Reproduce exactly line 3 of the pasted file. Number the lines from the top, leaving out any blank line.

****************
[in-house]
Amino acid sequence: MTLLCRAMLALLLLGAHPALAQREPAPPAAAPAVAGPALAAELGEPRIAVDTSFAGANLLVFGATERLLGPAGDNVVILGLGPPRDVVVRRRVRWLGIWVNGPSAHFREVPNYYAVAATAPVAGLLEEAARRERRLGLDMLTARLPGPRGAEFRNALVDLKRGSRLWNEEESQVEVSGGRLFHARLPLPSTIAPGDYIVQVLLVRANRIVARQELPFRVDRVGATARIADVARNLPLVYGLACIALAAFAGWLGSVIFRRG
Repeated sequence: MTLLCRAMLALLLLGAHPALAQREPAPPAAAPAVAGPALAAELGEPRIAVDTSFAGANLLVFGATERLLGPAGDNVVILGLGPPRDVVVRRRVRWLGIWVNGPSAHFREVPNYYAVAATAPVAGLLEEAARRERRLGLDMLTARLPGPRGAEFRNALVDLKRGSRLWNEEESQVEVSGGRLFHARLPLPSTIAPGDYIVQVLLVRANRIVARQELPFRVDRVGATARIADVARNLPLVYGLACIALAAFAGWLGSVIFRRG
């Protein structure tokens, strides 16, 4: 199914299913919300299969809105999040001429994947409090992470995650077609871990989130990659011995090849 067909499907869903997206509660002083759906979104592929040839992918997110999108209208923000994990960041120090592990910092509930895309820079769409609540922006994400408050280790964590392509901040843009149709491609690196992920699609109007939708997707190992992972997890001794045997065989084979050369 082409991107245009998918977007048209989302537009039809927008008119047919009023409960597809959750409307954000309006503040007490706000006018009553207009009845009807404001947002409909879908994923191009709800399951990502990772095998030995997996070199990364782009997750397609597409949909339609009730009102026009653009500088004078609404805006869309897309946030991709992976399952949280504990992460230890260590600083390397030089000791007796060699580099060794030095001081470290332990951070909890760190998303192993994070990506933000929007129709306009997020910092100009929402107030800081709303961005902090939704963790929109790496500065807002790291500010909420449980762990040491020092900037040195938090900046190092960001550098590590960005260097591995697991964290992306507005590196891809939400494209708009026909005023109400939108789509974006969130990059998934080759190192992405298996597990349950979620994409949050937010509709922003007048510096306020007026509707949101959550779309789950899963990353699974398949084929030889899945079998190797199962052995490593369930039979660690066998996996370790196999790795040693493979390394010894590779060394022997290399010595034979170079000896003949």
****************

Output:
Repeated sequence: MTLLCRAMLALLLLGAHPALAQREPAPPAAAPAVAGPALAAELGEPRIAVDTSFAGANLLVFGATERLLGPAGDNVVILGLGPPRDVVVRRRVRWLGIWVNGPSAHFREVPNYYAVAATAPVAGLLEEAARRERRLGLDMLTARLPGPRGAEFRNALVDLKRGSRLWNEEESQVEVSGGRLFHARLPLPSTIAPGDYIVQVLLVRANRIVARQELPFRVDRVGATARIADVARNLPLVYGLACIALAAFAGWLGSVIFRRG